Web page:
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Canadian Urbanism Uncovered

Vancouver’s Shady Inequality

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Vancouver’s Downtown Eastside is one of the hottest neighbourhoods in the city due to its lack of green space and abundance of pavement. Map from Urban Forest Strategy, 2018 update, City of Vancouver.

We all know about wealth inequality in expensive Vancouver. But there’s also inequality when it comes to who has the shade, and who’s left to scorch in the sun. In fact, this shady inequality is baked into the landscape of the city itself.

The average temperature of the city’s streetscape varies by more than 20 C between the coolest and hottest city blocks during the summer, according to the park board.

A key reason behind this? Trees and their shade.

Large urban centres tend to be more susceptible to extreme heat than their surrounding rural areas. Urban centres have fewer trees than rural areas, and more roads and buildings that absorb and store heat. This is called the “urban heat island” effect, and it’s why it’s important that cities grow their tree canopies as much as they can.

2018 report by Vancouver’s park board stressed the importance of the city’s urban forest as a protective measure for moments such as the current “heat dome” that’s sizzling the Pacific Northwest and breaking temperature records.

Vancouver typically experiences 18 summer days with temperatures above 25 C. But the 2018 report features climate change modelling that predicts we’ll have 43 such hot days each summer by 2050, over twice as many. Extreme heat events will also happen three times as frequently.

The report also identified vulnerable populations who live in areas with less tree coverage, which exposes them to a higher risk of heat-related illnesses and death.

The Downtown Eastside, Marpole, and parts of Vancouver’s southeast have the hottest streets. Factors such as isolation, mental illness, homelessness, substance use, and physical disability all play a role in increasing heat-related harms.

The blue-highlighted parks across the city show us how important green space is.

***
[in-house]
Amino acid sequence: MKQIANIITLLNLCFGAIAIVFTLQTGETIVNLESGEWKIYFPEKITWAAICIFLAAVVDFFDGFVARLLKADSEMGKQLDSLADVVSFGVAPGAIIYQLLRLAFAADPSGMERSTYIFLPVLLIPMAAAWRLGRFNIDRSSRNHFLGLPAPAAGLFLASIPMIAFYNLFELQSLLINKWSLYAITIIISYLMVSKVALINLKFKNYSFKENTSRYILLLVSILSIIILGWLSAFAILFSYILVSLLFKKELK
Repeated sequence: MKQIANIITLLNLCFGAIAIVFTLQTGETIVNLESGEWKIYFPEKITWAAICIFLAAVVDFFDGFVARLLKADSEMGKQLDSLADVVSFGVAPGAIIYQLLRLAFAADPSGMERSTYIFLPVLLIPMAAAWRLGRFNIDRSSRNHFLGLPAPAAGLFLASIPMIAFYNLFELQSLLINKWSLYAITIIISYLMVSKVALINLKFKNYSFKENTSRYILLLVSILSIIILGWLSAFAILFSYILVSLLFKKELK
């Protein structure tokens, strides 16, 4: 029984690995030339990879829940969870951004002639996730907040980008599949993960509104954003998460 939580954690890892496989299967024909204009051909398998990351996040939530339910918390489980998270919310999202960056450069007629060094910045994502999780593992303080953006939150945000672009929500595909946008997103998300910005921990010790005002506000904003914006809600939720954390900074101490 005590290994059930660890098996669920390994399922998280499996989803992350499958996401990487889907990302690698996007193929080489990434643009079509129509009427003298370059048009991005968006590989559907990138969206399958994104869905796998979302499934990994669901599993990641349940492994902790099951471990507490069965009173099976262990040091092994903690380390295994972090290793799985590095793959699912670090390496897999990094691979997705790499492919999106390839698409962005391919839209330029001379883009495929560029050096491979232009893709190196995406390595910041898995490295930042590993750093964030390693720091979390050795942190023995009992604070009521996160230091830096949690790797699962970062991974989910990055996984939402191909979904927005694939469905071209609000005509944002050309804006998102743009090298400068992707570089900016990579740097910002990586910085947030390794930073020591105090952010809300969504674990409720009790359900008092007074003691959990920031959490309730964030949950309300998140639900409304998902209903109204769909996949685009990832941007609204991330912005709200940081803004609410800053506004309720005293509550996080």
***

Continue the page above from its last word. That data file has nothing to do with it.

Image from Urban Forest Strategy, 2018 update, City of Vancouver.

Maps reported by The Tyee on where low-income residents live and where COVID-19 spread during the third wave shows the same neighbourhoods highlighted — those with more money have more choice and freedom when it comes to decisions about health and lifestyle.

Vancouver, still striving to become the greenest city on the planet, remains only green in patches.

Trees aren’t often thought of as a type of infrastructure, but urban forests have huge roles to play. Note that trees can even deter crime. Yale researchers believe the reason is social. Trees encourage people to spend time near them, adding more eyes for surveillance. But even if residents aren’t around, trees imply care, deterring potential criminals from tight-knit areas where their activities might be noticed. Image from Urban Forest Strategy, 2018 update, City of Vancouver.

Christopher Cheung is a reporter at The Tyee, where this story originally appeared on June 29, 2021.


One comment

  1. The notion that trees deter crime is an interesting one that I’d be interested in reading more about.
    In American cities police have actively discouraged street trees in urban cores because it gives the bad guys places to hide from police and predators cover for stalking their human prey. I LA they went even further – encouraging/strongarming the city to cut down street trees to improve sight lines for new surveillance cameras.
    “Police have convinced community leaders that, if you want to
    save your community, you can’t have too many trees, because it restricts [the police’s] ability to do their jobs.” Michael Pinto, NAC Architecture in LA
    – from Places Journal 2019
    If you’re arguing for street trees, which I support, the public safety angle will have to be addressed properly.